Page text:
Staff of office "kibango"
D. R. Congo, Luba
|Vicomte Théodore-Paul-Raoul d' Ouvrier de la Saigne (1864-1950)
By descent through the family
Artcurial, Paris, 4 December 2004, Lot 101
Pierre Dartevelle, Brussels, Belgium (2005)
Olivier Castellano, Paris, France (2008)
|H: 51.2 inch||sold|
wood, colour pigments, base "Kibango" are among the regalia said to have been introduced by Mbidi Kiluwe and his son Kalala Ilunga, the culture heroes who introduced sacred rule to Luba. "Kibango" are emblems of status.They belong to members of the ruling classes such as kings and chiefs and other titleholders of high status such as village leaders and female spirit mediums. Beyond their role as prestige items, "kibango" staffs depict a certain narrative, specific to the owner’s family history. For this reason, no two "kibango" staffs are identical of the several hundred known. The staffs are, so to speak, "carved narratives" that can be read like texts and serve their owner as a memory aid. However, only the owner himself or the spirit medium who once consecrated the staff is able to do so. The staffs are read vertically, from top to bottom. There are some common features. For example, the female figures at the summit of the staffs represent female founders of specific royal lines, or the king himself. Each of the broad sections is a representation of a "dibulu", or administrative center. Viscount Théodore d' Ouvrier belonged to a small circle of Belgian art lovers who had already assembled collections of selected Congo objects between 1935 and 1950. In this context, the collections of Thèves van Opstal, Cauvin, Walschot, Morlet, Schwob and Muller-van-Isterbeek should be mentioned.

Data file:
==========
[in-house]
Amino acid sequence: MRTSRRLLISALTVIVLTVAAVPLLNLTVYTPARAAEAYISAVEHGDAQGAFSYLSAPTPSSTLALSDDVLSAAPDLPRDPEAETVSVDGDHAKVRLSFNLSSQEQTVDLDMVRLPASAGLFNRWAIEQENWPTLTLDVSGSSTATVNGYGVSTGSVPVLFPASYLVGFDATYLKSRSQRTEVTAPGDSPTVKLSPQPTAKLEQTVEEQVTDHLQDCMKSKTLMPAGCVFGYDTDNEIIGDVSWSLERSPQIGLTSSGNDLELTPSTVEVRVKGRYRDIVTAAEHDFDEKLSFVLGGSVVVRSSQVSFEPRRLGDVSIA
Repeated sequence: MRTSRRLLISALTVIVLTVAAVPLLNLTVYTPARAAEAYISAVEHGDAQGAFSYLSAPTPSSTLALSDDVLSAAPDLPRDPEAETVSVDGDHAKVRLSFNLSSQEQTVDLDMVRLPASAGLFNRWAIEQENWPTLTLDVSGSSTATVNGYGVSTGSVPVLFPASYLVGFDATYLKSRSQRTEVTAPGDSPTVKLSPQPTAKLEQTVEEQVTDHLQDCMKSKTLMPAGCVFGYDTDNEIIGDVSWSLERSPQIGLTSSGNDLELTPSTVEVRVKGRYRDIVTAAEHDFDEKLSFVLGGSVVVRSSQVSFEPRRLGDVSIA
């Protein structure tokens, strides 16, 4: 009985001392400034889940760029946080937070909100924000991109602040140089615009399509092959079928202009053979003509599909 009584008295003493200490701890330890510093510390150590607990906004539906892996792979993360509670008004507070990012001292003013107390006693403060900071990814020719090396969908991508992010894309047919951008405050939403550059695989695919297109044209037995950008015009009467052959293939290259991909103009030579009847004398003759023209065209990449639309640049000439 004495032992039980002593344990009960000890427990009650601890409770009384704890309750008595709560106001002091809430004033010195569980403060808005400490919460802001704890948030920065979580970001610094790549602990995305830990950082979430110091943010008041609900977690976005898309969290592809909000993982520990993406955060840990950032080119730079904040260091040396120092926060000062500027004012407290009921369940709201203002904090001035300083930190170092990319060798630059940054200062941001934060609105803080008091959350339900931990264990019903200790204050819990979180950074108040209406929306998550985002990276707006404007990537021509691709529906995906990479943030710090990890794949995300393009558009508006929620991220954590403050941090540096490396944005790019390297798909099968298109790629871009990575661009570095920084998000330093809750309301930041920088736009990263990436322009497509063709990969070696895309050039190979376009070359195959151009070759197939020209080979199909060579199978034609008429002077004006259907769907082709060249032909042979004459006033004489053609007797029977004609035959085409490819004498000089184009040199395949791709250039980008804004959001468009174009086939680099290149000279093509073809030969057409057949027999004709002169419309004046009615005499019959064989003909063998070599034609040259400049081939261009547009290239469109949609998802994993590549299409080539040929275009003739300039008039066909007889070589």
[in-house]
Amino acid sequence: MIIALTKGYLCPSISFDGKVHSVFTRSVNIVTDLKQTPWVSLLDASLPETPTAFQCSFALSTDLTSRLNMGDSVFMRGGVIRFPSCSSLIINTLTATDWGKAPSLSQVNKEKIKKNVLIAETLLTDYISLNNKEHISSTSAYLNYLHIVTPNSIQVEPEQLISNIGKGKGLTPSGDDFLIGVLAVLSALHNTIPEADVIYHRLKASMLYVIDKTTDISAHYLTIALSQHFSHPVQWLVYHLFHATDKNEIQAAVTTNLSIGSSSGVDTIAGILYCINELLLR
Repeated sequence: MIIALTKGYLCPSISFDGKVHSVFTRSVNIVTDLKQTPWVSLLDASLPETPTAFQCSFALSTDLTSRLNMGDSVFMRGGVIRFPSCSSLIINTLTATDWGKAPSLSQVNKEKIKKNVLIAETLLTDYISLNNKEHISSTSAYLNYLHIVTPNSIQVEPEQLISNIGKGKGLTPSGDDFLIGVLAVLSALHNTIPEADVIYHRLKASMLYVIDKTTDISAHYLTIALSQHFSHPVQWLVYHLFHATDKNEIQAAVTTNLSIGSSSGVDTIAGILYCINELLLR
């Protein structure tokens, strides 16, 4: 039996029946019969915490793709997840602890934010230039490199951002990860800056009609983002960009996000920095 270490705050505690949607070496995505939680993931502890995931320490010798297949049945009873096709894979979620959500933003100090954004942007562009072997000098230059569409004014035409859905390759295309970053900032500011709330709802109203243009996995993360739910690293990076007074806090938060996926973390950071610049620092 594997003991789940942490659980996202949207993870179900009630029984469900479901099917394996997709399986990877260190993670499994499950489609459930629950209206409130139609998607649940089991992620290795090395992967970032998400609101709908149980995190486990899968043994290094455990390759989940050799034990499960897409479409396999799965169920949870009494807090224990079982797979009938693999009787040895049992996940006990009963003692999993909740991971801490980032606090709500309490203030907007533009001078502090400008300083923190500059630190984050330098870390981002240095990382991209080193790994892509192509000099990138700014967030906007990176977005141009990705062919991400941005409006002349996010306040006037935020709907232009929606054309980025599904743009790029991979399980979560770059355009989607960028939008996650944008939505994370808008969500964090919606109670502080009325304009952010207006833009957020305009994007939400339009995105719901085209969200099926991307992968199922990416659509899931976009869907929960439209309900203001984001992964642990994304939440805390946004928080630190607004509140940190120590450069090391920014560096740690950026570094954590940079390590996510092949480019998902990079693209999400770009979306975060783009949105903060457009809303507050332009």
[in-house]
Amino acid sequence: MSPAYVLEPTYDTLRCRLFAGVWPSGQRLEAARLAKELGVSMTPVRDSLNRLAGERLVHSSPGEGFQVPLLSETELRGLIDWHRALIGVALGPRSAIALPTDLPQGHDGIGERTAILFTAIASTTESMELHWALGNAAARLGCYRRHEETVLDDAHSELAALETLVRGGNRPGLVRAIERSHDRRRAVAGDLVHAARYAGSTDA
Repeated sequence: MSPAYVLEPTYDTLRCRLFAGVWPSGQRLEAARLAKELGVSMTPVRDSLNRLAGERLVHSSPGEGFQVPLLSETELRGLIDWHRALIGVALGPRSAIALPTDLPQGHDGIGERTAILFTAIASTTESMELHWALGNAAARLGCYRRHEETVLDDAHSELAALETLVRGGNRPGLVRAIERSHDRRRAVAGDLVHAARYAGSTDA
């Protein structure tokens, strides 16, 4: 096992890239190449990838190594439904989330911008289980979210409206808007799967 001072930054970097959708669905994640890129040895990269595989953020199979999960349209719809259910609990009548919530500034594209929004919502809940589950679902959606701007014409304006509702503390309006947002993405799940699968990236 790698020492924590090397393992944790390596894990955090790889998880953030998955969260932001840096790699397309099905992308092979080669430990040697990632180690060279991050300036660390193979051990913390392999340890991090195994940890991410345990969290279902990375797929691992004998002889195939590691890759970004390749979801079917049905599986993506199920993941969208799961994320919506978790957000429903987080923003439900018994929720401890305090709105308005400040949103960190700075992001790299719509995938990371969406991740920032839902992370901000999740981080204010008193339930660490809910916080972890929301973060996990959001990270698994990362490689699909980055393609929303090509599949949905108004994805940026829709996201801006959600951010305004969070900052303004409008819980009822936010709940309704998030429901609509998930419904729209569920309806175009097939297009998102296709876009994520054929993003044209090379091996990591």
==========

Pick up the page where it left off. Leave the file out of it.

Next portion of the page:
Pierre Dartevelle, Bruxelles, 1 February 2005